Who Are Your Rat People?
“Find your rat people” said a guy whose name I have completely forgotten.
Although I cannot remember the guy who taught me this concept, I have totally remembered the concept itself and the way he taught the concept.
Essentially, he was saying, find your “niche.”
Your Niche is your specialized segment of the clients you want to attract.
Essentially, drilling down from being a “Lawyer” to a “family law lawyer” to a “Family Law lawyer who acts for (name your kind of rat people)”
Let me explain!
As he was teaching this concept he was holding a couple of huge and very playful rats. He is a marketer who happens to LOVE rats. Not everyone loves rats. But he does and he has a couple of big fat friendly ones that he holds and cuddles on his videos. For some people, that is the grossest thing in the world. People who are terrified and grossed out by rats, are not is rat people. Guess what?! Those are not his people anyway.
For others, the rat thing resonates. Yet, for some it does. Yes, some people LOVE rats. Although I do not relish them wandering around in my kitchen, my oldest stepdaughter used to have two big fat ones for pets. They were intelligent and, well, kinda cute.
For example, the rat people for my law firm, Pathway Legal, tend to be the middle-income types. My client-base (and this has a lot to do with not only where my office is located but the kind of person I resonate with and the kind of person who resonates with me) are not working-class folks, but they are not the wealthiest in my city either. Because I know my rat people, it means that how I dress, the way I decorate my physical office, and the way I talk, is all in alignment with my rat people.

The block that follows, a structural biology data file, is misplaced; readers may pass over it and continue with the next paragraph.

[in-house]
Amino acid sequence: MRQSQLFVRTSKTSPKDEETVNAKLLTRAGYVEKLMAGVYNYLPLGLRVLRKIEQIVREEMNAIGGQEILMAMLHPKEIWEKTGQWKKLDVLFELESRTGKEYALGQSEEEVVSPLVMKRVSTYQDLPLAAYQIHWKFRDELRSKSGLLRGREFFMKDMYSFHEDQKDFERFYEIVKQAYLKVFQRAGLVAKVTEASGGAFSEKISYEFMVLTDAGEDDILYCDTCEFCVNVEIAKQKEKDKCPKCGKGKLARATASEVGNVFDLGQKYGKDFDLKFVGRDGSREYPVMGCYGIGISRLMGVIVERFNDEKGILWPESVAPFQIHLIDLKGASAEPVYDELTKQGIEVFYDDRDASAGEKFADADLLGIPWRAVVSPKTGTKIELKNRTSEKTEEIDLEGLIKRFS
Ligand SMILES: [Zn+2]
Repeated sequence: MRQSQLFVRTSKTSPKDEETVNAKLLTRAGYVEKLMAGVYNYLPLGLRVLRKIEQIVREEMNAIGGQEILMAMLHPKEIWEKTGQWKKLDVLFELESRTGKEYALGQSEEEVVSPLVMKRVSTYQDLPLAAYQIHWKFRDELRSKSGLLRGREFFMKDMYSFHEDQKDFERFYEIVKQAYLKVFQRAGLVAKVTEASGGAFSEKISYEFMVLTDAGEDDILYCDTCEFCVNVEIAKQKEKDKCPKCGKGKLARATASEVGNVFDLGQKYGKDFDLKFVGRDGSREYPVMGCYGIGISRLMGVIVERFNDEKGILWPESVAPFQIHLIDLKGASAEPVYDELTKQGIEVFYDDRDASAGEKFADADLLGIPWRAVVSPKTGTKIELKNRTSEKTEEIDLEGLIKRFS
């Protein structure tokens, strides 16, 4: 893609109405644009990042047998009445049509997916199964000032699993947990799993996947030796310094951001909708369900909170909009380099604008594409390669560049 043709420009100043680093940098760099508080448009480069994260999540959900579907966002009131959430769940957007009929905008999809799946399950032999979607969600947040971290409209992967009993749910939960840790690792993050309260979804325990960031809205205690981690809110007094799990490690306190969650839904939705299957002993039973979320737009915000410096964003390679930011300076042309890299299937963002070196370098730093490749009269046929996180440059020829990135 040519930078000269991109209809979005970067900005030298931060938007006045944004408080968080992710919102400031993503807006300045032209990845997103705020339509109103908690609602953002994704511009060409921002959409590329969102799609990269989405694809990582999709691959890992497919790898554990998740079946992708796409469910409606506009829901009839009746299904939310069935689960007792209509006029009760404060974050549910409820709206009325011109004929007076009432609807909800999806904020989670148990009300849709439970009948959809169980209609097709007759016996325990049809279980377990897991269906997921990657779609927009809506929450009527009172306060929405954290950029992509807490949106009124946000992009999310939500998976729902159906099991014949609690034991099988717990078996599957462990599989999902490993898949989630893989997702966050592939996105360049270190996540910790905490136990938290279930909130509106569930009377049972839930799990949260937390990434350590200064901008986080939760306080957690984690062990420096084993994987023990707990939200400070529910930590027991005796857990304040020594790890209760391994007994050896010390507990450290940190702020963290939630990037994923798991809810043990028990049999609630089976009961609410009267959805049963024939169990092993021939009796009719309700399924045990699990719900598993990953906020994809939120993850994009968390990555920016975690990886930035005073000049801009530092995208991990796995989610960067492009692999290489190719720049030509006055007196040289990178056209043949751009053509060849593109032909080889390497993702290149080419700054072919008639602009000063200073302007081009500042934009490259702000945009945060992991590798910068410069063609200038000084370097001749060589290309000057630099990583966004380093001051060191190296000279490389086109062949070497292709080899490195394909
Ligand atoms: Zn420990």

My rat people are not someone else’s rat people.
One of my rat people is a small business owner who owns a piercing and tattoo establishment. He is a single Dad. He has tattoo sleeves, tattoos on his neck, and piercing all over his face and ears and goodness knows where else. Although he certainly one of my rat people, he is not a rat person to a friend of mine who is a partner in a very different kind of law firm. I will call my friend Marky Mark.
Marky Mark is my close friend. I care for Marky Mark deeply and completely respect the work he does. Marky Mark’s firm’s rat people are not my firm’s rat people. We have completely different niches even though our firms practice in the same area of law. My tattooed and pierced single Dad would never and I mean never, go to Marky Mark’s firm for legal help. Marky Mark’s law firm’s rat people are the “old money” folks in my City. Marky Mark’s rat people tend to be wealthy, and have often come from wealth and privilege for generations. Marky Mark’s firm thrives on being all tradition all the time. It is what we would call a “good old boy” law firm. He still uses words like “secretary,” for example. Although he now has female partners, his female partners are also what we would think of as privileged “good old boys” in terms of historical family wealth and tradition. Marky Mark’s firm is the kind of firm that comes to mind when we think of old tradition. Marky Mark’s firm’s interior design demonstrates to his rat people what they want and expect. It is all mahogany walls and reproductions of the Magna Carta in the lawyers’ offices. They even have a reproduced photograph of the Queen in a gold-coloured frame in their reception area. Yes, it is true. Queen Elizabeth, the one from England, not our Queen since 1867 when Canadians gained our full independence from Britain. Yet, when I have been in Marky Mark’s reception area, there she is. Marky Mark’s old-fashioned office works for his rat people, that is, his older and very wealthy clients. My rat people don’t go to Marky Mark’s firm and his rat people do not come to mine.
So, who are your rat people and how do you communicate with them that you are their rat person and they are yours?
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